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Epilepsy surgery is an extremely effective therapeutic option for many children with drug-resistant epilepsy. In medically resistant children, the likelihood that further antiepileptic drugs (AEDs) will significantly reduce seizure frequency is less than 10%, whereas surgery leads to seizure freedom in 40–90% of appropriately selected cases, depending on the degree of resection, underlying pathology, and operative procedure. In addition, other positive postoperative outcomes are arguably considered more important and include enhanced development and behavior and improved quality of life.

Epilepsy surgery is not without risk and there is a rare risk of mortality, which must be weighed against the risk of mortality of continual seizures and potential benefits of successful surgery. There are also several surgical complications, some of which may be anticipated, such as a visual field defect following hemispherectomy, whereas others are unexpected. Rarely, there may be postoperative deterioration in other comorbid domains, namely behavior, cognition, and quality of life, all of which have significant implications for the child and family. This chapter will address the mortality and comorbidities associated with epilepsy surgery in children.


Historically, there has been a significant risk of mortality associated with neurosurgery in children, including epilepsy surgery. However, with improved surgical technique, anesthesia and postoperative care, the development of dedicated epilepsy surgery centers, and availability of new techniques of evaluation, this risk is now very low and generally estimated at 0–2%.1 Children are at higher risk of mortality in epilepsy surgery than adults. Most reports of mortality in pediatric epilepsy surgery describe isolated cases in large surgical series.2,3,4,5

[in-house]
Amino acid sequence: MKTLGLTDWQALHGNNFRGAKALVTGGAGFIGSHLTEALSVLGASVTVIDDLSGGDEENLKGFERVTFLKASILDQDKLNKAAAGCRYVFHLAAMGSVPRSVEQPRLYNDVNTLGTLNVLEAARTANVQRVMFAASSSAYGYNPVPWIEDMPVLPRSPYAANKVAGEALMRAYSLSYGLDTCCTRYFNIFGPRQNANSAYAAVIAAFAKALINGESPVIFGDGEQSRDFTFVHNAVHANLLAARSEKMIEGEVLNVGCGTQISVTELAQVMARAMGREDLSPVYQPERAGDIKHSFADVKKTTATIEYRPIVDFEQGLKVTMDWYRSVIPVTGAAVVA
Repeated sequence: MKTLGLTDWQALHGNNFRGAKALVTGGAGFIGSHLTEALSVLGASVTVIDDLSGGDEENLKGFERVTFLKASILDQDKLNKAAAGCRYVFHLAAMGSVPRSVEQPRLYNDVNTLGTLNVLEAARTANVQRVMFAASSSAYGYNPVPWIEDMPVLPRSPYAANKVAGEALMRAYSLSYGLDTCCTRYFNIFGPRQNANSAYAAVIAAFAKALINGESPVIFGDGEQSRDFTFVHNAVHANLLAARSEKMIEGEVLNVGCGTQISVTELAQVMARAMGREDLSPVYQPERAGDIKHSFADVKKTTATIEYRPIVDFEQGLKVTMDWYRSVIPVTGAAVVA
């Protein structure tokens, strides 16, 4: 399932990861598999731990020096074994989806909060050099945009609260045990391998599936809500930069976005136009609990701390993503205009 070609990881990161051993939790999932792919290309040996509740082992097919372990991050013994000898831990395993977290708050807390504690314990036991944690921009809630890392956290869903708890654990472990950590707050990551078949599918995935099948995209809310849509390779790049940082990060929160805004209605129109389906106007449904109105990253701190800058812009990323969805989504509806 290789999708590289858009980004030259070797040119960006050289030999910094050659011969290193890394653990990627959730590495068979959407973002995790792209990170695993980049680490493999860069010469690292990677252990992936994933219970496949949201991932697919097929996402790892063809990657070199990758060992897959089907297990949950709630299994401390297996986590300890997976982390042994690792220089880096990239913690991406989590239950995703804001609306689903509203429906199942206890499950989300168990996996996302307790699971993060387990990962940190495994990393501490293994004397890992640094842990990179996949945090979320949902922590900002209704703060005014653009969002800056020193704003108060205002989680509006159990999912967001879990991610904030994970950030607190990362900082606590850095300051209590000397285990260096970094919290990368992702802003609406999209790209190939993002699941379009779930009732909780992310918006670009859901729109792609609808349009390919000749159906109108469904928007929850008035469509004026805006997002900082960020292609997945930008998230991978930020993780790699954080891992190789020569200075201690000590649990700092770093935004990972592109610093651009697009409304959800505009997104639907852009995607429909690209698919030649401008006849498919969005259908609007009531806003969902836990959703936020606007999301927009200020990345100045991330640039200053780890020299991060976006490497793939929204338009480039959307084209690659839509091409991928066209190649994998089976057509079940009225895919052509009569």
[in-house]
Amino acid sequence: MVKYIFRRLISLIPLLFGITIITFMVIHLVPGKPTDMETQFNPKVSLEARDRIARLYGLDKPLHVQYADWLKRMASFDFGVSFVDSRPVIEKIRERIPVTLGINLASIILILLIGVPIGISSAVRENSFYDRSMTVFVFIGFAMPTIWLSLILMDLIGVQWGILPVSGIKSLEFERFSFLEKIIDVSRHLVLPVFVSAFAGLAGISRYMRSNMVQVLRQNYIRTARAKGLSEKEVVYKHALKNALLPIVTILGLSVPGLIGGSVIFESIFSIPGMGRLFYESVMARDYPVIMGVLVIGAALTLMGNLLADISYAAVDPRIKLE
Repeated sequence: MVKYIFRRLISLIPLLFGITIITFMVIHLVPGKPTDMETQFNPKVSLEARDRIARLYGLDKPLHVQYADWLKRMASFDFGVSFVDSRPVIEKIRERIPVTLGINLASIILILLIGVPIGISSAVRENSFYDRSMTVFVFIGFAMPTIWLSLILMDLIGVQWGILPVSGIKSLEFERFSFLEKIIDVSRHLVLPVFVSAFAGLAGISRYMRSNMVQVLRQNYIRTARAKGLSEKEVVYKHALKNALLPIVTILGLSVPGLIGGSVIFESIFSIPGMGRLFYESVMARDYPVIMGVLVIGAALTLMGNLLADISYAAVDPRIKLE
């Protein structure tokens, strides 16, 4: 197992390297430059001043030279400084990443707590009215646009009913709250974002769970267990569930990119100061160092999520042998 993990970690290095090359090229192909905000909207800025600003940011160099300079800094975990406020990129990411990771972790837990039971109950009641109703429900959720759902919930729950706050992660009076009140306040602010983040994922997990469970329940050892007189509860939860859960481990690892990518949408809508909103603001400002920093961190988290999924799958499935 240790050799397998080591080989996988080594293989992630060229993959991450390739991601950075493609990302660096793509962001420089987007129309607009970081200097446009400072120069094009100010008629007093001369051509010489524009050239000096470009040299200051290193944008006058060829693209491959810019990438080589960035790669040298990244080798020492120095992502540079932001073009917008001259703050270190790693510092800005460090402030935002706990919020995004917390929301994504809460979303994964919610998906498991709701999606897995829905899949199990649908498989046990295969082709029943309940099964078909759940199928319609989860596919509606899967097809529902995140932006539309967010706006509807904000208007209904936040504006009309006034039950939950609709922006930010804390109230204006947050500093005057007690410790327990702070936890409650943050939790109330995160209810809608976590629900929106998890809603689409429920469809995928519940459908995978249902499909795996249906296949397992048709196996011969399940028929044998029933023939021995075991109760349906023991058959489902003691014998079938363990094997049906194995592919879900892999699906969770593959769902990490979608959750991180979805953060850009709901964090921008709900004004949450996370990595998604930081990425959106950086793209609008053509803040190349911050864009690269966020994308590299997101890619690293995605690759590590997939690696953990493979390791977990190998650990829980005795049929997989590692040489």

Causes of early postoperative death include infections, hydrocephalus, dehydration, hemorrhage, and allergic reactions. Most mortalities related to epilepsy surgery occur in children younger than 3 years.4 Infants have a greater risk due to their relatively small blood volume and the development of coagulopathy following hemorrhage in surgery.6,7 Young hemispherectomy candidates have the highest mortality. Anatomical hemispherectomy is associated with even greater mortality due to intraoperative blood loss and of the potential for late hemosiderosis (resulting from numerous acute and chronic hemorrhages from the fragile capillaries in the subdural membrane), obstructed hydrocephalus, bleeding into the hemispherectomy cavity, and progressive brain stem shift.8 Newer functional hemispherectomy techniques involving initial tissue removal followed by disconnection of remaining structures require a shorter operating time and are associated with reduced blood loss and are therefore associated with lower mortality and morbidity than anatomical hemispherectomy procedure. However, risk of mortality in hemispherectomy remains higher than for other epilepsy surgery procedures. Hemispherectomy for hemimegalencephaly is associated with the highest risk of mortality compared with other pathologies (Rasmussen's, infarct/ischemia) due to the more complex surgery (related to the enlarged megalencephalic hemisphere and distorted anatomical landmarks), longer operative time, and greater blood loss.3

The overall low risk of mortality from epilepsy surgery must ...

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